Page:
As a former Mac user, transitioning to Windows 11 was initially challenging for me. I found myself missing the ease of use and convenience of MacOS, and I struggled to adapt to the different development environment. However, with some effort and exploration, I discovered some tools and techniques that have helped me improve my experience as a developer in Windows. I know someone has to use Windows as his dev machine, like Microsoft employees. In this article, I want to share my experience and offer some tips and resources to help you enhance your Windows development environment, specifically with regards to shell improvements.
Clink is a powerful tool that enhances the functionality of the Windows command prompt. It provides several features that can help you be more productive and efficient when working with the command line.
- Download the Clink installer from the official website.
- Run the installer and follow the on-screen instructions to install Clink on your system.
- Once the installation is complete, open the Windows command prompt.
clink installand press Enter to enable Clink in the command prompt. This will add Clink to your PATH environment variable and configure some default settings.
- Restart your command prompt to apply the changes.
You can customize Clink further by editing the configuration file
clink_inputrc.ini, which is located in your user profile directory (e.g.,
C:\Users\username). The file contains various options that you can adjust to customize the behavior of Clink. For example, you can change the color scheme, add new keyboard shortcuts, and define aliases for commonly used commands.
Here’s an example of how to modify the color scheme in
clink_inputrc.iniin a text editor.
- Locate the
- Change the values of the color codes to your desired values. For example, to change the foreground color of directory listings to yellow, you can set
You can find more information about customizing Clink in the official documentation.
Clink provides many useful features that can improve your command line experience on Windows. Here are some examples:
Clink offers tab completion for commands, options, and file paths. To use tab completion, simply type the first few letters of a command or file path, then press the
Tab key to complete it. If there are multiple options or file paths that match your input, you can press
Tab repeatedly to cycle through them.
You can define aliases for commonly used commands using Clink’s
alias command. For example, if you frequently use
dir /w, you can create an alias called
ls that maps to this command. To create the alias, type the following command:
alias ls=dir /w
Now, whenever you type
ls in the command prompt, it will be replaced with
Clink allows you to navigate your command history using the up and down arrow keys. This is particularly useful if you need to repeat a command that you typed earlier.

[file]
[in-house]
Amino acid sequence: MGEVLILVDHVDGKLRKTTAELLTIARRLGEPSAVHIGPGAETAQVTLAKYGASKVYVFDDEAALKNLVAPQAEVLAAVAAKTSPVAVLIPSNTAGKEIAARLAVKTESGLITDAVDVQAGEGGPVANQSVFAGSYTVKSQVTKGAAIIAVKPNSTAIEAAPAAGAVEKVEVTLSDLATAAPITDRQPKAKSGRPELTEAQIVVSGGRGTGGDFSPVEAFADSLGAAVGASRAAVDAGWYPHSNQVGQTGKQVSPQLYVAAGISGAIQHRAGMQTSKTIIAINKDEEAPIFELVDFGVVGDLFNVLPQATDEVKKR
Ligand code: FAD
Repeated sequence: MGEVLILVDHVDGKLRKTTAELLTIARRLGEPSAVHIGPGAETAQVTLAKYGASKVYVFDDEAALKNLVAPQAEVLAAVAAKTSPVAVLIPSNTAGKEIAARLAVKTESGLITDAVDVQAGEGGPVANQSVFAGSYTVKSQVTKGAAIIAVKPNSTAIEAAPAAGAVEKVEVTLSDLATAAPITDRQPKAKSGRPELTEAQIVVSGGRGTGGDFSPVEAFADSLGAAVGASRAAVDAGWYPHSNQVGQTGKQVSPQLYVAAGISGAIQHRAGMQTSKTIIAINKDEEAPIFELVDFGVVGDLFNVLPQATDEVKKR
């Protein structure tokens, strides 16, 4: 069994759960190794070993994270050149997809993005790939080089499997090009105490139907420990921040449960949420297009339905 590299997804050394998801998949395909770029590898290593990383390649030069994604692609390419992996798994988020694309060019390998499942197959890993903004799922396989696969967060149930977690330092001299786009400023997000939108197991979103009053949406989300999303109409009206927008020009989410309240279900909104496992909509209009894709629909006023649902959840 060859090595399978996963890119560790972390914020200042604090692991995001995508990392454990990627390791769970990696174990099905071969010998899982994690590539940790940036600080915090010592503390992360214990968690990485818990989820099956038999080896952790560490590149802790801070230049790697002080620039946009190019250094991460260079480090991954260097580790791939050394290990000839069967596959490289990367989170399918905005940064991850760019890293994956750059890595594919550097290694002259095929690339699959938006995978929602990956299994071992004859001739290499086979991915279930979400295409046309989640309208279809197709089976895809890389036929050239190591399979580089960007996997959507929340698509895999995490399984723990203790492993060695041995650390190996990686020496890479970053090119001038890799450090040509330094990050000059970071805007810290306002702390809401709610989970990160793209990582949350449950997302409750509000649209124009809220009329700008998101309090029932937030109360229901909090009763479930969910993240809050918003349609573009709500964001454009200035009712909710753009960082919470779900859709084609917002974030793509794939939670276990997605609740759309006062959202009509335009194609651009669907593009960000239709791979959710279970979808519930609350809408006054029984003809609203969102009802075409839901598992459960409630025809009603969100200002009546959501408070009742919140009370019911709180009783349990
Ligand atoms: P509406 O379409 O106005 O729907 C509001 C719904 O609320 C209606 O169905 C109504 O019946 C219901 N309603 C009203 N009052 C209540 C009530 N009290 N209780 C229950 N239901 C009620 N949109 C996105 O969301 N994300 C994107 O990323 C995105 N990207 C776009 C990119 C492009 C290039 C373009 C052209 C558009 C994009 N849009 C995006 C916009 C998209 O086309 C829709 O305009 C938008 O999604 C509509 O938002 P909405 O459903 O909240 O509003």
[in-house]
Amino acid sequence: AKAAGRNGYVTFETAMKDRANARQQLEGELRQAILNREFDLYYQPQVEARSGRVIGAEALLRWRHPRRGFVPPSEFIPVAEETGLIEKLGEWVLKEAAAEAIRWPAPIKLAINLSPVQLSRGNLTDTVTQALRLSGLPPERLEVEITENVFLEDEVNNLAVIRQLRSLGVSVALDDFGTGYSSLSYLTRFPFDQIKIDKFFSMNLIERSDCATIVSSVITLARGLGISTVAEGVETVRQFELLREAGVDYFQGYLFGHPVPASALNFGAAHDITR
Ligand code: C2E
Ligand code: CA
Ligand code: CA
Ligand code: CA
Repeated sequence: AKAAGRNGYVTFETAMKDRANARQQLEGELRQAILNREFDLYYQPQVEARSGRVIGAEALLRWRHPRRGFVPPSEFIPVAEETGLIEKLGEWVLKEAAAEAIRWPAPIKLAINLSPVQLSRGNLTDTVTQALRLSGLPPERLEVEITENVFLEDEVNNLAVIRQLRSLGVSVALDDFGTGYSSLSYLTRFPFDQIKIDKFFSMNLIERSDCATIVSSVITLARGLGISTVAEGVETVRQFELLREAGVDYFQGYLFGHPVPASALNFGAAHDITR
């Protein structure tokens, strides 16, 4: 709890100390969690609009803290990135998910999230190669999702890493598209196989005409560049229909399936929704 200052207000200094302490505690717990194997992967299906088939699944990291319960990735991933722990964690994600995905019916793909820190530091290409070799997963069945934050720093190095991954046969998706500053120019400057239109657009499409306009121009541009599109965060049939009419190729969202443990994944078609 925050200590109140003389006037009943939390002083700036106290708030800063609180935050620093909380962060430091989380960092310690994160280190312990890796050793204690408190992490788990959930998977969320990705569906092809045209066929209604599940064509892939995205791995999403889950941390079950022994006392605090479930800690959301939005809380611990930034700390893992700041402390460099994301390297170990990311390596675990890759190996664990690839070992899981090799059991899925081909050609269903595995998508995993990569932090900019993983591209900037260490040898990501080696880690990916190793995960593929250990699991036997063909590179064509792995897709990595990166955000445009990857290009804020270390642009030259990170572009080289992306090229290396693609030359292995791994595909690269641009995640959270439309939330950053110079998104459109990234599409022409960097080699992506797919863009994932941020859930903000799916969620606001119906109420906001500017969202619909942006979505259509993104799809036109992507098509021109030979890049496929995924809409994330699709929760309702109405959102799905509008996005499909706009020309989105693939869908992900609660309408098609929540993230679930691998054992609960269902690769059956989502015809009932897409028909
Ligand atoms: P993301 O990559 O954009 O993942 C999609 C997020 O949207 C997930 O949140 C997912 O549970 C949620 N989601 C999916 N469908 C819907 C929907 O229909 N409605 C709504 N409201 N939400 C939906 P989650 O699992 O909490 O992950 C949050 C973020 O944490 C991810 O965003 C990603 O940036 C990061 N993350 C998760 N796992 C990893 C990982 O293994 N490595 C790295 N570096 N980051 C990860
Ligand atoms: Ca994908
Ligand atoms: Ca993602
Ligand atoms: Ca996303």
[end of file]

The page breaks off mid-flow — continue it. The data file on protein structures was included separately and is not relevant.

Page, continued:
As mentioned earlier, you can customize Clink further by editing the configuration file
clink_inputrc.ini. Here are some examples of customization options:
- Change the color scheme of the command prompt.
- Define keyboard shortcuts for frequently used commands.
- Set default options for certain commands.
You can find more information about these and other customization options in the official Clink documentation.
Clink provides several shortcuts for navigating directories. Here are some examples:
cd..: This takes you up one directory level.
cd\: This takes you to the root directory.
cd.: This changes the current directory to the current directory (in other words, it does nothing).
cd~: This takes you to your home directory.
Clink provides aliases for commonly used file management commands. Here are some examples:
cp: This is an alias for the
copycommand. For example, to copy a file called
example.txtfrom the current directory to a directory called
backup, you can use the following command:
cp example.txt backup.
mv: This is an alias for the
movecommand. For example, to move a file called
example.txtfrom the current directory to a directory called
archive, you can use the following command:
mv example.txt archive.
Clink provides several commands for managing processes. Here are some examples:
tasklist: This displays a list of all running processes, along with their process ID (PID) and other information.
taskkill: This terminates a process based on its PID or image name. For example, to terminate a process with the image name
notepad.exe, you can use the following command:
taskkill /im notepad.exe.
By taking advantage of Clink’s features and aliases, you can navigate directories, copy and move files, and manage processes more easily and quickly.
Overall, Clink is a powerful tool that can greatly enhance your command line experience on Windows. By using its features and customizing it to your needs, you can work more efficiently and productively.
Powershell is a more advanced command-line interface for Windows that provides a wide range of features and capabilities. It can help you perform complex tasks more efficiently and effectively.
PowerShell is a powerful command-line interface for Windows that provides a more powerful and flexible environment than the traditional Command Prompt. Here’s how to install and set up PowerShell:
Check your Windows version: PowerShell is included with Windows 7 SP1 and later versions. If you have an earlier version of Windows, you’ll need to install PowerShell Core.
Install PowerShell: If you don’t already have PowerShell installed, you can download it from the Microsoft website. Go to the PowerShell downloads page and download the version that matches your operating system.
Open PowerShell: Once you have PowerShell installed, you can open it by typing “powershell” into the Start menu or by pressing Windows key + X and selecting “Windows PowerShell” from the menu.